NOVEL Update: Progress Continues in Trial of Ex Vivo Lung Perfusion

Increasing the pool of donor organs with new means of pre-transplant assessment and conditioning.

Ex vivo lung perfusion (EVLP) is a process of evaluating and preparing donor lungs outside the body prior to transplant surgery. The lungs are warmed to normal body temperature, flushed of donor blood, inflammatory cells and potentially harmful biologic factors, and treated with antibiotics and anti-inflammatory agents.

Frank D'Ovidio, MD, PhDSurgical Director of the Lung Transplant Program at NewYork-Presbyterian/Columbia, is very pleased with the progress of the NOVEL trial of Ex Vivo Lung Transplantation, which had begun shortly before it was highlighted in the Summer 2012 issue of Healthpoints. "Ex vivo perfusion is a valuable resource to assess organs and potentially improve some that would have been turned down because of quality."

Already approved and in use in Europe and in Canada, this process of evaluation and reconditioning is of great interest because it can increase the pool of available donorlungs that are suitable for transplantation. Because so many donor lungs are damaged at the time of death, only 20-30% of donated lungs are usable. Since the initiation of the FDA "NOVEL" trial, the lung transplant team at NYP/Columbia has evaluated twelve sets of lungs and has been able to perform eight transplants that would not have been possible without EVLP.

All the NYP/Columbia EVLP transplant recipients are doing well and their outcomes are equivalent to those of patients who received lungs that had not been subject to EVLP, confirming what has already been established about the safety of this process.

Lung Transplant Facts

  • Once you get into the NYP/CUMC transplant program, you'll be placed on the Organ Procurement and Transplantation Network's (OPTN's) national waiting list. OPTN matches donor lungs to recipients based on need, severity of disease, and whether the transplant will improve a recipient's chance of survival.
  • Approximately 1700 people are on the waitlist for lung transplantation in the U.S.
  • Each year, about 1400 lung transplants are performed.
  • Since the organ allocation system was revised in 2005, the average wait time for lung transplantation dropped from about 2 years to 3-4 months, an improvement which has reduced the risk of dying while on the organ waitlist.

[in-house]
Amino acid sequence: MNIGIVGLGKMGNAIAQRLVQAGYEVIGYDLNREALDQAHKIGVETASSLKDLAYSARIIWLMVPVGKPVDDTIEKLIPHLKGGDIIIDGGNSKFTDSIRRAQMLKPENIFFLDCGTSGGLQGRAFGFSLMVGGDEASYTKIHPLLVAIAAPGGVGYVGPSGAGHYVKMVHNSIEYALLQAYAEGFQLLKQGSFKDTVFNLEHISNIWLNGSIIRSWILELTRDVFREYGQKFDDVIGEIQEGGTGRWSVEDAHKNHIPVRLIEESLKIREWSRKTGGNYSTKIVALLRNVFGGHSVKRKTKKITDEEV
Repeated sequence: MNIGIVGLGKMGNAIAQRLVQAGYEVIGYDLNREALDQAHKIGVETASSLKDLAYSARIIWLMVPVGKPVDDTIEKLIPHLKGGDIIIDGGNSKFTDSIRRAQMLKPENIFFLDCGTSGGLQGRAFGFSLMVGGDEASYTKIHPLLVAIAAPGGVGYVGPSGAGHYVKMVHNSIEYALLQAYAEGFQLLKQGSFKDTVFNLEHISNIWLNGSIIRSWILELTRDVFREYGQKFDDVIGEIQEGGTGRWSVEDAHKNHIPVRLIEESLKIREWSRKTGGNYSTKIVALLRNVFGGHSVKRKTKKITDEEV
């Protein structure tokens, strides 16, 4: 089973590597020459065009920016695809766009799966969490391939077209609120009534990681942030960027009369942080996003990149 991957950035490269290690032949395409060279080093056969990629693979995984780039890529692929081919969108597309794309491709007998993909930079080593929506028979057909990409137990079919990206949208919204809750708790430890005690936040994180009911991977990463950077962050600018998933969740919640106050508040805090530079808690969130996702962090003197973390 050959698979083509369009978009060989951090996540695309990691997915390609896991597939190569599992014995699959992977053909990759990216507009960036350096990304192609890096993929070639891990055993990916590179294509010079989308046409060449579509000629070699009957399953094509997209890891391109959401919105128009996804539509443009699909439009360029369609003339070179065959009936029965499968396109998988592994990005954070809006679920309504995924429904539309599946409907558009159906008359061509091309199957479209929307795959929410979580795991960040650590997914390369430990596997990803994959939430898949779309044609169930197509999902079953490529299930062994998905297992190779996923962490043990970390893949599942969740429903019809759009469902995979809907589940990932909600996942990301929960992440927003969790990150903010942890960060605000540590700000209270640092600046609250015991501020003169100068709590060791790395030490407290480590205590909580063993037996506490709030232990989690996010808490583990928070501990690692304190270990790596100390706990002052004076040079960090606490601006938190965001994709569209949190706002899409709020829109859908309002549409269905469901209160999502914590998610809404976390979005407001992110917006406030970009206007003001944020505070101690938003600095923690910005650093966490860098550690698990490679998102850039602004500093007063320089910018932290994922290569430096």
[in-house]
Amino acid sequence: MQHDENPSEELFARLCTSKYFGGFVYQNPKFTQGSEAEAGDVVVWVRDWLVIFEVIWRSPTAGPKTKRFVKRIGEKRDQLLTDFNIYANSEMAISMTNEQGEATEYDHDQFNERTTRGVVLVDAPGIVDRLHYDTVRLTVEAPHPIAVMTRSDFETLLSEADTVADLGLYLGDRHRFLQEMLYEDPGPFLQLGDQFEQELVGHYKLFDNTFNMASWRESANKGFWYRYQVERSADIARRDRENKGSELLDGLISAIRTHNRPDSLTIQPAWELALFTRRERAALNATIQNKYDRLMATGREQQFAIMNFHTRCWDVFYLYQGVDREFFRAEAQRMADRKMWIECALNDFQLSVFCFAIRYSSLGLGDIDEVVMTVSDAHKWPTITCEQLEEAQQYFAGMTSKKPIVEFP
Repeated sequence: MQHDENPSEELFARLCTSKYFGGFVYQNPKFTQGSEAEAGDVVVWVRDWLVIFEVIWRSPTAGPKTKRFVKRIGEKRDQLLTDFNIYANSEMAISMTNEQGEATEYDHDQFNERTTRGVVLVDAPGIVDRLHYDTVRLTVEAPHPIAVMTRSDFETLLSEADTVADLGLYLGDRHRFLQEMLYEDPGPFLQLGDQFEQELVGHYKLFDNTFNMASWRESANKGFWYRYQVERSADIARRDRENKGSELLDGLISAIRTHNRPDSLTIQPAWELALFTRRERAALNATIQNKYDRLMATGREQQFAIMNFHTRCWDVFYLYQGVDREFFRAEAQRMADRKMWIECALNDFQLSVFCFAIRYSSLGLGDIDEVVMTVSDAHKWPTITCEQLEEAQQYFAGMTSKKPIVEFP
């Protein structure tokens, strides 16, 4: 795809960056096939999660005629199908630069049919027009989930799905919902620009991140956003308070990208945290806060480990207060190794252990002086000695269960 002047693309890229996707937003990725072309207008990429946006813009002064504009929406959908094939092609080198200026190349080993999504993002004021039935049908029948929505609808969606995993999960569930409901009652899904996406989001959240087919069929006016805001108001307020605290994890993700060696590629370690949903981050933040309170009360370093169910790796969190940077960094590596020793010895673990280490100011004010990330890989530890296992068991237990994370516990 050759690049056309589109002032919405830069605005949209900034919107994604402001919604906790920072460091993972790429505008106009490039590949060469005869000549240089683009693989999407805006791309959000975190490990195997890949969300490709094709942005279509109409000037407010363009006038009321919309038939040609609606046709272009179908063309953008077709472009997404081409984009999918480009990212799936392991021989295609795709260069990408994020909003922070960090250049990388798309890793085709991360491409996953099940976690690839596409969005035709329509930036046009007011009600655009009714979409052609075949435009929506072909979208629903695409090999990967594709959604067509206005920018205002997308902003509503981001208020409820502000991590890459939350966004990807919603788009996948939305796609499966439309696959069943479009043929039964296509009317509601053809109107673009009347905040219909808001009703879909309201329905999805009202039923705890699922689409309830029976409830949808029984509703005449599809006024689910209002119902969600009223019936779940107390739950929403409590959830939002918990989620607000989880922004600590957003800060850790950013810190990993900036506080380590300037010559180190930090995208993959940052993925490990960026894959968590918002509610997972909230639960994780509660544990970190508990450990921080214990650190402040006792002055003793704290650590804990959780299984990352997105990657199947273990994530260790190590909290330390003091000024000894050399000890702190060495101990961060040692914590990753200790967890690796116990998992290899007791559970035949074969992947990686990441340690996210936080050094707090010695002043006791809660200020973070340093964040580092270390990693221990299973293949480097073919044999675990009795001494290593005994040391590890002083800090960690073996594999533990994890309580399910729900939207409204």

Organ Care Recovery Unit

A set of donor lungs during ex vivo assessment and conditioning in preparation for transplantation.Not only may EVLP increase the pool of donor lungs suitable for transplantation, but it holds exciting potential to open other possibilities in the field of organ transplantation. Dr. D'Ovidio and colleagues are developing plans to establish an Organ Care Recovery Unit, which would allow intensive care of lungs that were inappropriate for immediate transplantation. "We would assess these organs toward the goal of reconditioning them for transplant if appropriate," he explains.

The Organ Care Recovery Unit would also apply the ex vivo assessment and perfusion technique to organs other than lungs, potentially offering the same benefit of increasing access to transplantation for patients in need of a kidney, liver, heart, or pancreas. The methodology is currently being tested with donor livers and kidneys.

Moreover, the success of EVLP has opened a new channel of research into tailoring treatment of donor lungs to benefit the recipient. Dr. D'Ovidio anticipates that in the coming years, researchers will administer cell therapies, gene therapies, and pharmacologic agents during EVLP to determine whether such treatments will improve early and long-term outcomes of lung transplantation. "As research develops, we may also be able to use more specific therapies to personalize the treatment based on the understanding of the genetic background of the lungs," Dr. D'Ovidio explains. Related research is currently underway; stay tuned for more on this topic in future issues.

NOVEL is the acronym for Normothermic Ex-Vivo Lung Perfusion as an Assessment of Extended/Marginal Donor Lungs.

Read more about this study at columbiasurgery.org or call 212.305.8904.